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McCartney exhibit offers visceral view of rock icons

by Ryan Hickman - Times Arts Writer

Linda McCartney had uncanny timing. None better than that June afternoon in 1966 when she showed up to a press reception for the Rolling Stones in New York City along the Hudson River.

Gaggles of photographers were there to snap pictures of the British bad boys. McCartney (Linda Eastman then) was still green with a camera and had stumbled across the invitation during clerical work at the magazine Town and Country.

When Mick, Keith and the boys headed out onto the river on a yacht, all of the press photographers were relegated to squeezing down their shutters from shore.

"For some reason, even though I had my camera hanging around my neck, I was ushered onto the boat by Betsy Doster who worked for the Stones management," McCartney said in her book "The Sixties - Portrait of an Era," "and I was allowed to be the lone photographer."

McCartney captured intimate and unassuming stills that afternoon of one of the biggest rock 'n' roll bands on the planet, a style she would come to be known for as she progressed into an acclaimed pop-culture photographer, not only during the 1960s but through the next few decades.

Today "Linda McCartney's Sixties: Portrait of an Era" opens at the Huntsville Museum of Art. The exhibit is a 51-photo anthology of the visceral and private photos that McCartney amassed of many of the mammoths of rock music following that boat trip with the Stones.

As house photographer for the New York City music auditorium Fillmore East and a regularly commissioned photographer for then-fledgling magazine Rolling Stone, McCartney was behind the lens when Jimi Hendrix was hanging out in a studio in London, Janis Joplin had just taken a long pull from her cigarette, Grateful Dead members were clowning around at their communal Haight-Ashbury home in San Francisco, and mere feet from the Beatles at a concert in London when she met her eventual husband Paul McCartney.

Unfortunately, the photographer McCartney was plagued throughout her career with the misconception that because her maiden name was Eastman, she was an heir to the Eastman Kodak film company, which she wasn't, and that she was allowed unmatched access to many of the musical icons of the time simply due to her last name.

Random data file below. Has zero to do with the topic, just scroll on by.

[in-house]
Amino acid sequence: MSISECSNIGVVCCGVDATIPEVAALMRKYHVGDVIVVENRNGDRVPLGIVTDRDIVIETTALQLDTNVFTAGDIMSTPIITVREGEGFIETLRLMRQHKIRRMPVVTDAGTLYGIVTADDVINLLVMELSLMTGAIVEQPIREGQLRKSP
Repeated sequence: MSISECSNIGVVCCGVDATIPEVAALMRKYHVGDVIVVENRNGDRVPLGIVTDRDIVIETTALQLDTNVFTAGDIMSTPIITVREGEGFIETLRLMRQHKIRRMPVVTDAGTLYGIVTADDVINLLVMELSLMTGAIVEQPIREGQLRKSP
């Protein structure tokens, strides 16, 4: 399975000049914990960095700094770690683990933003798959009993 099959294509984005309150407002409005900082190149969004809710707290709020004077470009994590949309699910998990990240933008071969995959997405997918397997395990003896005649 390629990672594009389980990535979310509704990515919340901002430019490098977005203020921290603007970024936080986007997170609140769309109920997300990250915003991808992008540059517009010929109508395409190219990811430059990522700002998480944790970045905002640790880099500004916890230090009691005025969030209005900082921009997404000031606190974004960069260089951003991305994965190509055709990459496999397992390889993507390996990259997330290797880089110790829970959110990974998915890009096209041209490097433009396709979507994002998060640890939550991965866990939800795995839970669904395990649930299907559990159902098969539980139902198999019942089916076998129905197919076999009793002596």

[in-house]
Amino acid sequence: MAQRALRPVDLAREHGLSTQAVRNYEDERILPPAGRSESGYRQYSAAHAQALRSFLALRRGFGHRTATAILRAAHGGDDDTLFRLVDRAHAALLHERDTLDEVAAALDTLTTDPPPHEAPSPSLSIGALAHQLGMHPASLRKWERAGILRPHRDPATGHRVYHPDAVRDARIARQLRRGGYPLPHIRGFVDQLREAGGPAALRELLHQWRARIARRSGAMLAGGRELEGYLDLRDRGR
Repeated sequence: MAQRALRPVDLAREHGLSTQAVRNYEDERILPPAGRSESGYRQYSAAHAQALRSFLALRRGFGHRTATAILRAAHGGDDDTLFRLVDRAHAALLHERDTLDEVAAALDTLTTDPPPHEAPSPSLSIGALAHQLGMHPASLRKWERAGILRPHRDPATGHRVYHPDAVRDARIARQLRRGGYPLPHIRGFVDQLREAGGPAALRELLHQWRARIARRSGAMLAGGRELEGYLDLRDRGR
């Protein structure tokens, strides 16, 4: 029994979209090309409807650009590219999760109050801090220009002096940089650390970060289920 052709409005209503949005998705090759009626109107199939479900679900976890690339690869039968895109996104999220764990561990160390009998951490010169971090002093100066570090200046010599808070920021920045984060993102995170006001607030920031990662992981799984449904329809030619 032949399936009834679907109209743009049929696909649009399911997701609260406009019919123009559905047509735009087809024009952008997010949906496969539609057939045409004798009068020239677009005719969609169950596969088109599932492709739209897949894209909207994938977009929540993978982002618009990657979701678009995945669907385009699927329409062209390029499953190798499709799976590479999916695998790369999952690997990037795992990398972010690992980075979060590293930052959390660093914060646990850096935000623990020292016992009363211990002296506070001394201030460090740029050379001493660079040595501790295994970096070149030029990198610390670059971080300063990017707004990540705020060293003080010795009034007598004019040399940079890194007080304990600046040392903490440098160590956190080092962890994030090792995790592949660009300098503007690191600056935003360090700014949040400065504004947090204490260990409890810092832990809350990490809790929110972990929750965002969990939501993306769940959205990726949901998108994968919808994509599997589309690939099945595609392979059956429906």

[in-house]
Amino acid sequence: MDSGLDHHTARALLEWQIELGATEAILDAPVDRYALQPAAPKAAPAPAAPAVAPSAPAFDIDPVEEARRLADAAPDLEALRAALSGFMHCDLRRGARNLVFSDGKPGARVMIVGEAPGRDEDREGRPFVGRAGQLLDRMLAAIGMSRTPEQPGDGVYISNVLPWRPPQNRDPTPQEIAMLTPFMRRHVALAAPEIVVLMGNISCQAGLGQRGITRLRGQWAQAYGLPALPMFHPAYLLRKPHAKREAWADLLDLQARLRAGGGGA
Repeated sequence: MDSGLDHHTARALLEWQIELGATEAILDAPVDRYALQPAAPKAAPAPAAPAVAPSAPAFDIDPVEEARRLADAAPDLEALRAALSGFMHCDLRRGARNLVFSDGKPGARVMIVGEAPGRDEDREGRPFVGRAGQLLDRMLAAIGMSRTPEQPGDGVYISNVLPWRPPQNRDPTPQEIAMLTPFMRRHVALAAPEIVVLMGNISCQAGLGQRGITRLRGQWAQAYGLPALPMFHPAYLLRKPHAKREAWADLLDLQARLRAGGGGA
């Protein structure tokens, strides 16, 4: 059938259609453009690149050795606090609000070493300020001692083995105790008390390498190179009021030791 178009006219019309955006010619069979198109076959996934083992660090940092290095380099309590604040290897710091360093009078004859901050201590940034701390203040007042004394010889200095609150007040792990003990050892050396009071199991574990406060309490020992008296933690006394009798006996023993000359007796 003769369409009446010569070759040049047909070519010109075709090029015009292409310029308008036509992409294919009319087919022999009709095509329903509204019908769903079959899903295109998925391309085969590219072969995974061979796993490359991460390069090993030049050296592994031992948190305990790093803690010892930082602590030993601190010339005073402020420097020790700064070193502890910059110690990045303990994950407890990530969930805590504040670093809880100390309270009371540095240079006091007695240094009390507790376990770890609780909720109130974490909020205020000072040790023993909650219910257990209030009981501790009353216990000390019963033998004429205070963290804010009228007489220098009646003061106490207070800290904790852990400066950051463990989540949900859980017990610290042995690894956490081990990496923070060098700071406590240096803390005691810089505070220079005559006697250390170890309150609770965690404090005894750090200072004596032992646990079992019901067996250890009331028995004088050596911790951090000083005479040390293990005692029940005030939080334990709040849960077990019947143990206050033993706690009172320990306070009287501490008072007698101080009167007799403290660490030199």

"Most of them were taken before she met Paul McCartney," Gabriele Abbott, the exhibit's guest curator, said about McCartney's photos from the 1960s.

And even though she ended up an arm's length from many of her famous subjects, McCartney's predominately black-and-white photos found something profound each moment she was there, proving that her photography was more than just being there.

"Linda's idea of a photograph was that it captured the soul of a subject," Abbott said. "They look worried, happy, sad - emotions in these pictures that are different than the shots that you might see in glamour magazines of the time."

Abbott, who has overseen the exhibit since its debut in 1999 at the Bruce Museum in Greenwich, Conn., has attempted to employ the same thoughtfulness into the show that McCartney put into her photos by attaching passages from McCartney's autobiographical "The Sixties - Portrait of an Era" to each picture's caption.

"It's a bit like Linda McCartney is standing over their shoulder and saying, 'See that picture of Aretha Franklin' and tells the story about how it came to be," Abbott said.

The exhibit is accompanied by a pair of video offerings surrounding McCartney's career: a 49-minute BBC documentary "Linda McCartney: Behind the Lens" made six years before her death from breast cancer on April 17, 1998, and a nine-minute art film put together by Paul McCartney, generally known as "Grateful Dead," that consolidates his former wife's limited number of pictures with the 1960s jam band.

"It supplements the photographs," Abbott said, "and gets you transported into that period like it was yesterday."



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